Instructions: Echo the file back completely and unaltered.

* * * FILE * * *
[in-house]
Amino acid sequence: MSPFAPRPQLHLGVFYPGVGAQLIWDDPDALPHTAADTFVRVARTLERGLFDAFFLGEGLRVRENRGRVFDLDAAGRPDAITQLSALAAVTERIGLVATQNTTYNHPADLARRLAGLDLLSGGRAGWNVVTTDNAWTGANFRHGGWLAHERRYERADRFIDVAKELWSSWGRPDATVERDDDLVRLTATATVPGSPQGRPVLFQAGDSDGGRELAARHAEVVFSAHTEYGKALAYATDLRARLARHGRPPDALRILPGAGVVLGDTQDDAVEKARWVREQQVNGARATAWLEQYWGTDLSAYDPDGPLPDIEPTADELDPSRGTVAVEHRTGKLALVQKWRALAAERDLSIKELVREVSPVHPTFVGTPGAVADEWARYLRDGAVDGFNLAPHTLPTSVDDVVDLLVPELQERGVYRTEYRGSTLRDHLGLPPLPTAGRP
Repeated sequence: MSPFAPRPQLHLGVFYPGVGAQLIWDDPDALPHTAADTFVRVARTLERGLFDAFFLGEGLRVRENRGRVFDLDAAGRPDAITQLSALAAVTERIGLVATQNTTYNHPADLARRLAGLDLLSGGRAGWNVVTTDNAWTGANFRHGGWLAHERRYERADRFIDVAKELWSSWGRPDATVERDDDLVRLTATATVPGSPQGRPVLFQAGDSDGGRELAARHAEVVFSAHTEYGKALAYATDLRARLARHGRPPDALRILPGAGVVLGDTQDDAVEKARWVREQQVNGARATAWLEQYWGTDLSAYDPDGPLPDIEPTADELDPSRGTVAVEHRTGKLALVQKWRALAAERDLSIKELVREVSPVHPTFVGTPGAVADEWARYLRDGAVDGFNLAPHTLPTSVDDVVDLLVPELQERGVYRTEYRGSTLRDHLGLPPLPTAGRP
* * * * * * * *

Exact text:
[in-house]
Amino acid sequence: MSPFAPRPQLHLGVFYPGVGAQLIWDDPDALPHTAADTFVRVARTLERGLFDAFFLGEGLRVRENRGRVFDLDAAGRPDAITQLSALAAVTERIGLVATQNTTYNHPADLARRLAGLDLLSGGRAGWNVVTTDNAWTGANFRHGGWLAHERRYERADRFIDVAKELWSSWGRPDATVERDDDLVRLTATATVPGSPQGRPVLFQAGDSDGGRELAARHAEVVFSAHTEYGKALAYATDLRARLARHGRPPDALRILPGAGVVLGDTQDDAVEKARWVREQQVNGARATAWLEQYWGTDLSAYDPDGPLPDIEPTADELDPSRGTVAVEHRTGKLALVQKWRALAAERDLSIKELVREVSPVHPTFVGTPGAVADEWARYLRDGAVDGFNLAPHTLPTSVDDVVDLLVPELQERGVYRTEYRGSTLRDHLGLPPLPTAGRP
Repeated sequence: MSPFAPRPQLHLGVFYPGVGAQLIWDDPDALPHTAADTFVRVARTLERGLFDAFFLGEGLRVRENRGRVFDLDAAGRPDAITQLSALAAVTERIGLVATQNTTYNHPADLARRLAGLDLLSGGRAGWNVVTTDNAWTGANFRHGGWLAHERRYERADRFIDVAKELWSSWGRPDATVERDDDLVRLTATATVPGSPQGRPVLFQAGDSDGGRELAARHAEVVFSAHTEYGKALAYATDLRARLARHGRPPDALRILPGAGVVLGDTQDDAVEKARWVREQQVNGARATAWLEQYWGTDLSAYDPDGPLPDIEPTADELDPSRGTVAVEHRTGKLALVQKWRALAAERDLSIKELVREVSPVHPTFVGTPGAVADEWARYLRDGAVDGFNLAPHTLPTSVDDVVDLLVPELQERGVYRTEYRGSTLRDHLGLPPLPTAGRP